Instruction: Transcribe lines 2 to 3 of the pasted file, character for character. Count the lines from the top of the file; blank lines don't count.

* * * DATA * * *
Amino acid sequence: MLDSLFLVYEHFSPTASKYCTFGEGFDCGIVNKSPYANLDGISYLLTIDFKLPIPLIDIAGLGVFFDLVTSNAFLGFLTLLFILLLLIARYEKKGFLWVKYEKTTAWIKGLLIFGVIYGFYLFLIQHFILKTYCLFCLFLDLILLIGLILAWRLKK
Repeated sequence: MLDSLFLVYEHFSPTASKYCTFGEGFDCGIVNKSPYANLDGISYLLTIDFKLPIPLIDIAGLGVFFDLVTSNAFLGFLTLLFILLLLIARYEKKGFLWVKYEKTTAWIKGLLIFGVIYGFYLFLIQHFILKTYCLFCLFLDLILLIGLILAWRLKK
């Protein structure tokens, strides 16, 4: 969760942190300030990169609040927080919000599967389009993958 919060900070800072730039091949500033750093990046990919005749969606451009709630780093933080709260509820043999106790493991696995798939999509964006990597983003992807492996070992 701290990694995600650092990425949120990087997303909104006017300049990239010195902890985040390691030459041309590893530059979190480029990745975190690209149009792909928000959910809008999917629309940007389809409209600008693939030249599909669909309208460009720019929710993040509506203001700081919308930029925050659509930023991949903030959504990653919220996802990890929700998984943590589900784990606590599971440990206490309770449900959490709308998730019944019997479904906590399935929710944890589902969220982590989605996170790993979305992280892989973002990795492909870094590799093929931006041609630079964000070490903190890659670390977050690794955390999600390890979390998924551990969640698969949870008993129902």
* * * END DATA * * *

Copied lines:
Repeated sequence: MLDSLFLVYEHFSPTASKYCTFGEGFDCGIVNKSPYANLDGISYLLTIDFKLPIPLIDIAGLGVFFDLVTSNAFLGFLTLLFILLLLIARYEKKGFLWVKYEKTTAWIKGLLIFGVIYGFYLFLIQHFILKTYCLFCLFLDLILLIGLILAWRLKK
């Protein structure tokens, strides 16, 4: 969760942190300030990169609040927080919000599967389009993958 919060900070800072730039091949500033750093990046990919005749969606451009709630780093933080709260509820043999106790493991696995798939999509964006990597983003992807492996070992 701290990694995600650092990425949120990087997303909104006017300049990239010195902890985040390691030459041309590893530059979190480029990745975190690209149009792909928000959910809008999917629309940007389809409209600008693939030249599909669909309208460009720019929710993040509506203001700081919308930029925050659509930023991949903030959504990653919220996802990890929700998984943590589900784990606590599971440990206490309770449900959490709308998730019944019997479904906590399935929710944890589902969220982590989605996170790993979305992280892989973002990795492909870094590799093929931006041609630079964000070490903190890659670390977050690794955390999600390890979390998924551990969640698969949870008993129902």